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Search tags: poor-communicators
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review 2016-05-11 02:43
"Mister O" by Lauren Blakely
Mister O - Lauren Blakely

These are going to be quicky mini-reviews while I try to catch up on the last month's untracked reading.

 

This was very entertaining and sexy. First person POV from male protagonist (who is not a douche or manwhore, for all he's been around the block). Best friends' little sister trope. Some miscommunication toward the end diminished my enjoyment.

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review 2016-04-11 13:16
"Giving it Up" by Audra North
Giving It Up (Pushing the Boundaries) - Audra North

Since the abomination that is the Fifty Shades phenomenon, the romance genre has been glutted with BDSM, and it can be hard to separate the wheat from the chaff. I liked this book about two novices exploring kink together. Beatrice overhears the cop she's crushing on on the phone with a professional dominatrix service, and decides to offer her services instead. Neither of them know what they're doing, but they find their way together by going slowly and by paying attention to each other. If you're looking for hardcore, this is likely to be too sweet and too vanilla for you, but this story has enough spice to please more casual readers.

 

My one frustration with the story, which is somewhat ironic given how well the lovers communicated and checked in with each other while navigating their mutual intro to kink, is that outside of the bedroom Beatrice and Warren are terrible communicators. They make wrongheaded assumptions about each other and expect the other to know things they've never discussed, and the resulting mistakes and hurt feelings were just as annoying here as these sorts of plots always are.

 

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review 2016-04-11 12:58
"Getting it Back" by Elizabeth Harmon
Getting It Back - Elizabeth Harmon

I liked the first book in this series, "Pairing Off," but I found "Getting it Back" to be a total snoozefest. I had to force myself to finish. The plot is very slow and detailed, and I never warmed up to the characters, who don't communicate very well. The ending was a total cliche. Ugh!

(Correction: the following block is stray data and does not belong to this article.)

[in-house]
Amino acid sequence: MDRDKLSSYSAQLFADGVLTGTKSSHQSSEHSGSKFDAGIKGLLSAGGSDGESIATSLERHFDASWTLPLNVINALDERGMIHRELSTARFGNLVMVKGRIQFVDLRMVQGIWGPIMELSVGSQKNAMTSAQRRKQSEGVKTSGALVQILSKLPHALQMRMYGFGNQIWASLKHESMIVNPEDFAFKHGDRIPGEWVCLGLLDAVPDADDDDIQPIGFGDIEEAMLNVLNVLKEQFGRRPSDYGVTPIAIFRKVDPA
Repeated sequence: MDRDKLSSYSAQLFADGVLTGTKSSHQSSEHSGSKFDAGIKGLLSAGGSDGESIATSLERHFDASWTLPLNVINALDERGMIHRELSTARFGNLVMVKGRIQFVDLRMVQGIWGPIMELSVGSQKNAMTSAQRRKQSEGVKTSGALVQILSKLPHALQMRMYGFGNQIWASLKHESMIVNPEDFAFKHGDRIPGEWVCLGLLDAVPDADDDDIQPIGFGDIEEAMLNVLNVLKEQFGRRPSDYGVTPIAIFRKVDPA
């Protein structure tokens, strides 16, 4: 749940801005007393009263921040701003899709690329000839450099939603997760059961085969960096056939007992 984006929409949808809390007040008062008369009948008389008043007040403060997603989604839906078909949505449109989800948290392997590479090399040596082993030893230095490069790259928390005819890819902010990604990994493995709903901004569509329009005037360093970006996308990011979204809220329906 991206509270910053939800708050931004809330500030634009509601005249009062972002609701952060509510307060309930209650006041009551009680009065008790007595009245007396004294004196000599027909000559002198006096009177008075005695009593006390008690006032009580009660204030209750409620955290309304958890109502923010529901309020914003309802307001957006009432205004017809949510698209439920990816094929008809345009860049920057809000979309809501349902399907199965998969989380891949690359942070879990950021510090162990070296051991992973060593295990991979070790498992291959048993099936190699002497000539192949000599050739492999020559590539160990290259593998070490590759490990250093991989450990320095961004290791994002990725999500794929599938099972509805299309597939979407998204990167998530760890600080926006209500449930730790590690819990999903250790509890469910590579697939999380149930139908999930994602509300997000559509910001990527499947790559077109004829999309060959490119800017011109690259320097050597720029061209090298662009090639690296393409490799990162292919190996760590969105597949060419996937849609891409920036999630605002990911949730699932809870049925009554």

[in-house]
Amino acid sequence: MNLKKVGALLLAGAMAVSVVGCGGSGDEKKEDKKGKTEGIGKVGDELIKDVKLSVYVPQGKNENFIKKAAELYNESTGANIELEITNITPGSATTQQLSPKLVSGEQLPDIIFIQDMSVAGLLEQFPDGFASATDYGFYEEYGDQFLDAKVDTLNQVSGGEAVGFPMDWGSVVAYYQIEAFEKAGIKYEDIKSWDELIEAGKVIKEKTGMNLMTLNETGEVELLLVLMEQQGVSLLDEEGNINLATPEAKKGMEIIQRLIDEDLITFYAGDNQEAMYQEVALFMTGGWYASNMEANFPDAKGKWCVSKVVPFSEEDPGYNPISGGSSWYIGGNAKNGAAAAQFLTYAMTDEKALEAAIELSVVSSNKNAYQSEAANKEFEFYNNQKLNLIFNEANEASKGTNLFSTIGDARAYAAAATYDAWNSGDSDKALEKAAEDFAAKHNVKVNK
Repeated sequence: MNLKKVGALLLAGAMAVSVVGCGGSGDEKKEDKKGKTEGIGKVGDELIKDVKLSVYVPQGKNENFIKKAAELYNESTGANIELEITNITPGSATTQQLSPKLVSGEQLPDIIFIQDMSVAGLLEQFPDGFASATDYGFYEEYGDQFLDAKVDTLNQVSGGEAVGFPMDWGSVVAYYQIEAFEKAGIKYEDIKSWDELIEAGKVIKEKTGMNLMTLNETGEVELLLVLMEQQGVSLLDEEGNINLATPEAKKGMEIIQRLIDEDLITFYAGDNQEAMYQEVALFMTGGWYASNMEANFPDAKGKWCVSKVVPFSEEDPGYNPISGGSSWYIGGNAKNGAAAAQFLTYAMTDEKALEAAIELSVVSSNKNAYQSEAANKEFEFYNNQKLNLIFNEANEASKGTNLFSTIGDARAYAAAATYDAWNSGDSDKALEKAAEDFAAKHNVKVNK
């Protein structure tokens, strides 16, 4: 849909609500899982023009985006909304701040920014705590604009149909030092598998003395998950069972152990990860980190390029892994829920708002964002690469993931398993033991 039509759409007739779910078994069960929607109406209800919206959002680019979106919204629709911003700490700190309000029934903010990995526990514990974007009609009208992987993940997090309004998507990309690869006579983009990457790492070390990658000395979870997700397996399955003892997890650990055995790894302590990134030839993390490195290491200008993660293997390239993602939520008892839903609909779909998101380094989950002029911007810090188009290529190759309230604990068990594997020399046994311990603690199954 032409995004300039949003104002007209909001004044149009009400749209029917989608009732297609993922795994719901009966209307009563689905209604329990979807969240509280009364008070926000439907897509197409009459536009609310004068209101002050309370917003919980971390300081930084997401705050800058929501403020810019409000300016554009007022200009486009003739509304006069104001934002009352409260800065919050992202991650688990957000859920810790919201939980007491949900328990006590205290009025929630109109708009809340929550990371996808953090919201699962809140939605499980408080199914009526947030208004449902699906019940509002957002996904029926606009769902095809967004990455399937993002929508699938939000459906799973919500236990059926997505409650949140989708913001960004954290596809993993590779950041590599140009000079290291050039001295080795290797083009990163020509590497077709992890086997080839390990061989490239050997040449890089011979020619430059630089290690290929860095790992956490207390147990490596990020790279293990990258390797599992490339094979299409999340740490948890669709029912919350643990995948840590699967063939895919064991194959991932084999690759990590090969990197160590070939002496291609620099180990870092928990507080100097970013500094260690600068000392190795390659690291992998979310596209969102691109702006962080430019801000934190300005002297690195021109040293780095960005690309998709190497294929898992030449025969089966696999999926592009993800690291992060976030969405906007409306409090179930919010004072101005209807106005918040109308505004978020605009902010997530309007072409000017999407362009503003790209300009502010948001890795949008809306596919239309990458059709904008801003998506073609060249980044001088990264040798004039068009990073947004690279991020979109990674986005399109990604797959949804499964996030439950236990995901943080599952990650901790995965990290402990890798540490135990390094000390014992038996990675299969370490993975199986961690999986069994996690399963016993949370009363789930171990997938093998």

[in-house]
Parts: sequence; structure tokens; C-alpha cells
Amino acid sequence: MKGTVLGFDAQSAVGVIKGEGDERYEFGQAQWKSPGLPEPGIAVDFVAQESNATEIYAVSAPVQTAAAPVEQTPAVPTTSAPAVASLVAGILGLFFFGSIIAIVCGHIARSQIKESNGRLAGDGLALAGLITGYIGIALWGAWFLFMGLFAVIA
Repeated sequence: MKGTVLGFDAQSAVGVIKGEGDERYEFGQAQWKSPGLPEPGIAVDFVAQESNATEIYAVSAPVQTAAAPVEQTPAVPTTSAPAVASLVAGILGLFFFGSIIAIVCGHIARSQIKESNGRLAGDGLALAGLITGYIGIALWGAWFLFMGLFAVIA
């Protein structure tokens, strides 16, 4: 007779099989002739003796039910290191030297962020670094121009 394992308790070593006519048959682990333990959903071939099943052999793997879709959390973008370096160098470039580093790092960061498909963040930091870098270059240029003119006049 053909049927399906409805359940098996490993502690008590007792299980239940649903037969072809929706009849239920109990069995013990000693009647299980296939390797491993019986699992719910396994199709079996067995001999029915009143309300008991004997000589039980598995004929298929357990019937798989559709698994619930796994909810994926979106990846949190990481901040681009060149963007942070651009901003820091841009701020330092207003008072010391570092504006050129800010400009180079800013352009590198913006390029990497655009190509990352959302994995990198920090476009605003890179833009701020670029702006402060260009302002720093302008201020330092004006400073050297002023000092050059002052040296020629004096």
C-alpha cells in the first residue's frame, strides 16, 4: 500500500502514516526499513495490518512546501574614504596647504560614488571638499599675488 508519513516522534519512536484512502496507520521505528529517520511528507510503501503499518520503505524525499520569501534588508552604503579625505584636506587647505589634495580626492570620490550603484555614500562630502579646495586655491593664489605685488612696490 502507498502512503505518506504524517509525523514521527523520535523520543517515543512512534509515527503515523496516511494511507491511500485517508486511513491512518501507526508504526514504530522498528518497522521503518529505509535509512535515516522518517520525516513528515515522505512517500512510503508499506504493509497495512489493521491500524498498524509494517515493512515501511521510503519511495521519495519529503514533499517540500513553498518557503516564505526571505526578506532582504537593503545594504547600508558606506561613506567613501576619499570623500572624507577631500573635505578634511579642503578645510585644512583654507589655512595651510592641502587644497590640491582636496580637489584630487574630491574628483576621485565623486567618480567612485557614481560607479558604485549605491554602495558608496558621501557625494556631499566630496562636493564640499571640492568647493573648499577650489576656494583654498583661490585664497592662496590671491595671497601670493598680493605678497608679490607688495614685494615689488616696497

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review 2016-03-10 13:01
"Us" by Sarina Bowen & Elle Kennedy
Us - Elle Kennedy,Sarina Bowen

I don't read much m/m, but I love Sarina Bowen, and I really enjoyed the first book in this series, Him, because it was refreshing to see an authentic portrayal of bisexuality instead of yet another Gay-for-You trope. (Dear Straight Women Authors Writing M/M Romance: Gay-for-You? That's not really a thing. Love, a Bisexual Mama in a Same-Sex Marriage)

 

Us continues telling the story of Jamie and Wes's relationship. They've moved to Toronto; Wes is having a terrific rookie season in the NFL, and Jamie has a job he enjoys coaching gifted young goalies in a junior league. They've agreed to keep their relationship in the closet until Wes's rookie season is over, because he needs to prove his value as a player before putting his team through the media storm of his coming out -- otherwise, the team may just cut him loose.

 

The pressures of keeping their relationship under wraps strains too much, though, when one of Wes's teammates moves into their building and starts showing up at all hours of the day and night. Suddenly, Wes and Jamie can't even relax and be themselves in their own home. Add to that the stresses of Wes's demanding travel schedule and some troubles at Jamie's jobs, and both start to question whether their relationship can survive.

 

As with Him, I found Us refreshingly authentic. The pressures on Jamie and Wes are not just conflict for the sake of Plot; they are the same adjustments most people make in finding their feet in their first long-term, committed relationship and in their first adult job, complicated by the confines of the Closet. I also appreciated that Jamie and Wes were not closeted because of shame or fear; that they were both totally okay with who they are and with their relationship and they had a plan for coming out as soon as Wes proves himself a Hockey Player and not just as "the first gay guy in the NHL." I understood his need to prove himself, because he is gay but he is not only gay.

 

As with Him, my only frustration with this book was that Jamie and Wes did not always communicate as well as they should have, but they always had the necessary difficult conversations eventually -- just not as quickly as I might have liked.

 

If there's more to this series, I will definitely read on.

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review 2016-01-16 21:39
"Breaking the Rules" by Katie McGarry
Breaking the Rules (Pushing the Limits Book 6) - Katie McGarry

Breaking the Rules picks up right where Pushing the Limits leaves off, following Noah and Echo as they spend the summer road tripping after their college graduation. As I noted in my review of Pushing the Limits, Noah and Echo have especially tragic backstories, such that, much as I liked and rooted for them both, it was hard for me to envision them living happily ever after. As I expected, Breaking the Rules makes clear that their relationship is not going to be all sunshine and roses -- though there are sunshiny, rosy moments throughout. Noah and Echo both have a lot of baggage to unpack and destructive patterns they need to break out of, and this book is about them figuring out how to start doing that. It's honest, it's believable, it's emotional... but it's not fun. This book is more painful that Pushing the Limits, but in many ways it's more credible. 

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